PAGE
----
Posted by: Peadar Ban | September 12, 2009

Comfort My People

Lady of Guadalupe

I wrote the piece below eight years ago today, the Feast of the Holy Name of Mary.  I didn’t know that, then.  But, who better, don’t you know.

It appeared on the front page of the Zanesville, OH, Times Recorder on Sunday, 9/15/01 if my math is correct.


“Morning has broken like the first morning,
Blackbird has spoken like the first bird.
Praise for the singing! Praise for the morning!
Praise for them, springing fresh from the Word!”

“Daddy,” it was my daughter, Jeanne, calling me from New Hampshire. She was crying. “I’m sorry to bother you. They just crashed a plane into the World Trade Center and into the Pentagon. They’re burning.”

I was born in New York City, went to school there, lived there for 30
years. For five years I worked in a building across the street from the
World Trade Center. I watched it being built. And its scope and size
amazed me, who played and worked among metal and stone giants since childhood.

I married a New Yorker and my children were born in the City. My sister
and brother and their families live there, now. I am from a lot of
places, but I am a New Yorker. It is, for me, one of the most beautiful
and friendly spots in the world. Its people are the most spirited and
fun loving, adventurous and daring of any people I have ever met, and
I’ve been around the world more than once. Chicago may have broad
shoulders. New York has Heart and Soul. It’s the only city in the
country to have a state named after it. It is the capital of the world!

I awakened this morning and thought that, after yesterday’s horror,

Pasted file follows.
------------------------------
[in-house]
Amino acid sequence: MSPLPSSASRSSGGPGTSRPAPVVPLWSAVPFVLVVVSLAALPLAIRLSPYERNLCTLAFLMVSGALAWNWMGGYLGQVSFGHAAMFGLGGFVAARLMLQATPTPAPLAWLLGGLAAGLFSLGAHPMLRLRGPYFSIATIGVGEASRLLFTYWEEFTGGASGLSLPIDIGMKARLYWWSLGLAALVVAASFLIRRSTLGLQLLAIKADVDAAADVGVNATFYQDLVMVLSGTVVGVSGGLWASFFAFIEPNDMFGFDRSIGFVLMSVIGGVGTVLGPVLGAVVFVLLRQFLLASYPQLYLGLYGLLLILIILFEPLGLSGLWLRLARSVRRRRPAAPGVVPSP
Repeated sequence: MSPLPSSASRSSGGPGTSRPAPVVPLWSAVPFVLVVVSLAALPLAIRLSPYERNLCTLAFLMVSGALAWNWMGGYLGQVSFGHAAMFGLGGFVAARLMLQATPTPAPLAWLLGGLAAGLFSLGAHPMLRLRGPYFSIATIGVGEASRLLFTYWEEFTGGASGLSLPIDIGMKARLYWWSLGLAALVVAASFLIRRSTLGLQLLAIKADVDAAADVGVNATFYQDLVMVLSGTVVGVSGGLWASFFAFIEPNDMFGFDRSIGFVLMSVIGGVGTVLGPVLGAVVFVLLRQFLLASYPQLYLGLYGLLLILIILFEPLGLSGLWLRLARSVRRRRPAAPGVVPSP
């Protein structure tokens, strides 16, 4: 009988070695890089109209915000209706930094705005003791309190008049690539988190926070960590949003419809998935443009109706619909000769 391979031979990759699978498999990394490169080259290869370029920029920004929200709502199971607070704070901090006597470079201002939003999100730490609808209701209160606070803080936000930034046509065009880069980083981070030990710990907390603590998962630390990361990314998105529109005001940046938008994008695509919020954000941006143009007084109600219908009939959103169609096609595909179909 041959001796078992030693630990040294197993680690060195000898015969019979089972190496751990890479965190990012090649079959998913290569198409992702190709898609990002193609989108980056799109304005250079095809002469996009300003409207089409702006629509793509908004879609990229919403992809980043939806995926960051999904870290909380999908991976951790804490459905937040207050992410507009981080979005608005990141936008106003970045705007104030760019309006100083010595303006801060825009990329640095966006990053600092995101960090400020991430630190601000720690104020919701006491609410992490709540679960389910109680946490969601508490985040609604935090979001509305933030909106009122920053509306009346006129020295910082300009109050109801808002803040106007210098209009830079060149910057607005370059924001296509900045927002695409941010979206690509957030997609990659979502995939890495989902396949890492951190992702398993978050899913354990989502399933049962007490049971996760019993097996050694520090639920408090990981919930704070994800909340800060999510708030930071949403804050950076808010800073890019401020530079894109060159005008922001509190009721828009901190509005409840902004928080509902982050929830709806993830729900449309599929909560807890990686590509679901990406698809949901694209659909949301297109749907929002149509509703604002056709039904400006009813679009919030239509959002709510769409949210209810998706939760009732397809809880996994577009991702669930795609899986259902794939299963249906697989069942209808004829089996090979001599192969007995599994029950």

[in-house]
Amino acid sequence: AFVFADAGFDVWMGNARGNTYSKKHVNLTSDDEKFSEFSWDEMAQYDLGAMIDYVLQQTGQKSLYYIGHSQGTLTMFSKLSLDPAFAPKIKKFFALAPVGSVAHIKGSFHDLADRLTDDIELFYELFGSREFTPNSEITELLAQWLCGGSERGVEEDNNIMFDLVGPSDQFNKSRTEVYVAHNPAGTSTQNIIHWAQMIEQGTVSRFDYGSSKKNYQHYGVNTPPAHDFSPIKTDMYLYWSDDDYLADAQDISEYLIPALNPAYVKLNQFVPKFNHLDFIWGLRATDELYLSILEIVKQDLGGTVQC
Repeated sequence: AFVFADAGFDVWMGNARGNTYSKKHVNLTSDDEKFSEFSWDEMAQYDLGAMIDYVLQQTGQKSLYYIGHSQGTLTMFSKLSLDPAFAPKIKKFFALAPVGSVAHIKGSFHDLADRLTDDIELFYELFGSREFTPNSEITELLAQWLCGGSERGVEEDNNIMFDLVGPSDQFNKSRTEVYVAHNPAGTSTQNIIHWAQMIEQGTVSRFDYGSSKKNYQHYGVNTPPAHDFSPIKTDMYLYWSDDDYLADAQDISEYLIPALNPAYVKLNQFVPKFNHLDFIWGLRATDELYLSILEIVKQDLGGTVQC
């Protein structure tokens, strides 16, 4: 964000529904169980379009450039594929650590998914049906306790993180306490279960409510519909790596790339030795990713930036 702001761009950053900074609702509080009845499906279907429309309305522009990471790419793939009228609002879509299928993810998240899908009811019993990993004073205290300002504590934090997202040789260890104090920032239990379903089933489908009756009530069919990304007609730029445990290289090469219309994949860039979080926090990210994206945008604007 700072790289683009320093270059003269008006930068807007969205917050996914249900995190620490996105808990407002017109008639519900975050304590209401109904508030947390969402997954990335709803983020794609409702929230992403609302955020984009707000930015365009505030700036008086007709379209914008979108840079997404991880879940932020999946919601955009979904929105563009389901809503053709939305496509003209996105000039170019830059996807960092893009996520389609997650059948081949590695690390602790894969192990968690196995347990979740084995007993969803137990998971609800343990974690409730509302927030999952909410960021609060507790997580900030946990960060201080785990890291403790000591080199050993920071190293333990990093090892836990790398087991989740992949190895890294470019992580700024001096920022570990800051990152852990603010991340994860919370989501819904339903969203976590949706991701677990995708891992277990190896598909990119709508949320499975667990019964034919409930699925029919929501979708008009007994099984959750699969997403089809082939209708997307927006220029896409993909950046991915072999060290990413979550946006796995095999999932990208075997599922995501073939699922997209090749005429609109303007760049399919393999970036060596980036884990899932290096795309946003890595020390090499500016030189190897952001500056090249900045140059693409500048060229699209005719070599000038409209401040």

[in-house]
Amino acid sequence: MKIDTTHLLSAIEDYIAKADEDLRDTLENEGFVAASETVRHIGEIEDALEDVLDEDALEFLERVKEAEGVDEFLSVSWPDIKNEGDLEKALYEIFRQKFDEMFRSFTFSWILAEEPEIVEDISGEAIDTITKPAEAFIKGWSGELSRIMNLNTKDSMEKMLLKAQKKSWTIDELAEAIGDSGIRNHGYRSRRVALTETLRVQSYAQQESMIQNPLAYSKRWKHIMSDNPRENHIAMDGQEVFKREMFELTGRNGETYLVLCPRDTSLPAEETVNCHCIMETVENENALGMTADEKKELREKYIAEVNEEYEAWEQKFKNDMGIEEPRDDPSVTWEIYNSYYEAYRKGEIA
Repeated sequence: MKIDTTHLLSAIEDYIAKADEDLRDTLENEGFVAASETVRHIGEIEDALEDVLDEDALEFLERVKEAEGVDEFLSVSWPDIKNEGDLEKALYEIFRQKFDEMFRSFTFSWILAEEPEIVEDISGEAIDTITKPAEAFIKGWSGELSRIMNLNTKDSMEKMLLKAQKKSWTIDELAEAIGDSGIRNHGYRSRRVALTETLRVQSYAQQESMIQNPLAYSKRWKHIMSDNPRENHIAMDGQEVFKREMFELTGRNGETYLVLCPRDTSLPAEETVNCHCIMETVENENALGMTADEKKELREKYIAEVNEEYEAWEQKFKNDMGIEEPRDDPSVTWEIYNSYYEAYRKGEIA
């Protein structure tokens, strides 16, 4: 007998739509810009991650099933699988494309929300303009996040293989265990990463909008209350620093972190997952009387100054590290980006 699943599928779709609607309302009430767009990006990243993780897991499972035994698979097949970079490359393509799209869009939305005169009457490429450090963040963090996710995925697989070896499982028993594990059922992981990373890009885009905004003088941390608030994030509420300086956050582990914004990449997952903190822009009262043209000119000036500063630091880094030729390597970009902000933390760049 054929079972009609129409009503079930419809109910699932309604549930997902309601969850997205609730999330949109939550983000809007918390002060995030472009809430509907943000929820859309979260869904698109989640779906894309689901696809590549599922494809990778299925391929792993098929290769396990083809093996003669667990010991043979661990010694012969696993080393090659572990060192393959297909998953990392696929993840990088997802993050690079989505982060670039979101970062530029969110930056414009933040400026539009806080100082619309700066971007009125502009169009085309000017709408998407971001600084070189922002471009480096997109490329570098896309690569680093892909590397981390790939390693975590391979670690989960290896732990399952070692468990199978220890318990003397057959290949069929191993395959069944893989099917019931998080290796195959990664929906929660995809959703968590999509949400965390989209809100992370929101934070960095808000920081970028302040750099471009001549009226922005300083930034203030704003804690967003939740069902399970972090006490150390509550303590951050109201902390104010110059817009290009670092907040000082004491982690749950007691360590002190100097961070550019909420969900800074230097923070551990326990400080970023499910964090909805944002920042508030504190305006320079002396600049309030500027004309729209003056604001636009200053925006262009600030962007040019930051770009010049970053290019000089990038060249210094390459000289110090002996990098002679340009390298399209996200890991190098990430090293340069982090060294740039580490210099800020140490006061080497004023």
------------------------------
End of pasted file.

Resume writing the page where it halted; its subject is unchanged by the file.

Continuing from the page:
things, light, colors, nature itself would look, feel and seem
different. I thought that the terrible evil which had been hurled at the
place of my birth, the wickedness spawned by living hate would drain
heart and soul from everything around me.

Not so. The testimony of the earth and sky talk about the heart and
soul and say you have not changed, nor shall you despite the cruelty and hatred of yesterday, despite the sadness and anger of today. And the place and people where your heart and soul were formed and nurtured shall not either.

Yesterday my niece, newly married to a cop in the City walked eight
hours home from her office across the street from the World Trade
Center. She stepped over dead people and pieces of a dead building as
she did so. My sister, herself a cop’s widow, said she would probably
not see her husband for a month. (He is safe, thank God.) She also
told me that her other daughter had been at a meeting in the WTC the day before at the spot where the first plane hit. All those people she had met with died yesterday, at once. I am thankful she and all I love are safe, but I know of the pain thousands awoke with this morning, pain of heart and soul.

The same sun that rises now just over the nearby ridge has been shining for an hour or so on destruction and wounds in the places where I used to play and work, shining on the people I lived among, the people I love. It rose today not less but more bright I suspect. And the sun brought with it both promise and fulfillment. In the darkness of
anguish and pain there is light. In the middle of grim anger and heavy
toil there is hope. In the blackness of sudden loss light shines.

Everything has changed, and nothing, in the City I love. What must be
done will be done and the wounds healed that were caused by malevolence personified. Restoration and renewal will take place because, after all darkness cannot last. We have this promised to us. Light and love last forever.

I commend to your attention the words of a hymn I was unable to sing
this morning because of my tears:
“God, whose almighty Word
Chaos and darkness heard
And took their flight:
Hear us, we humbly pray,
And where the Gospel day
Sheds not its glorious ray
Let there be light.”

Yesterday everyone in the country became a New Yorker.



  1. Thank you for letting us read this again. It still (the day 9-11-01, and your writing) “hits” me as it did 8 years ago.

  2. I was looking for “comfort my daughters” and found this and comfort and tears for that horrible day.

    • Dear Shirley,

      Thank you for your comment. Please make yourself comfortable, here.



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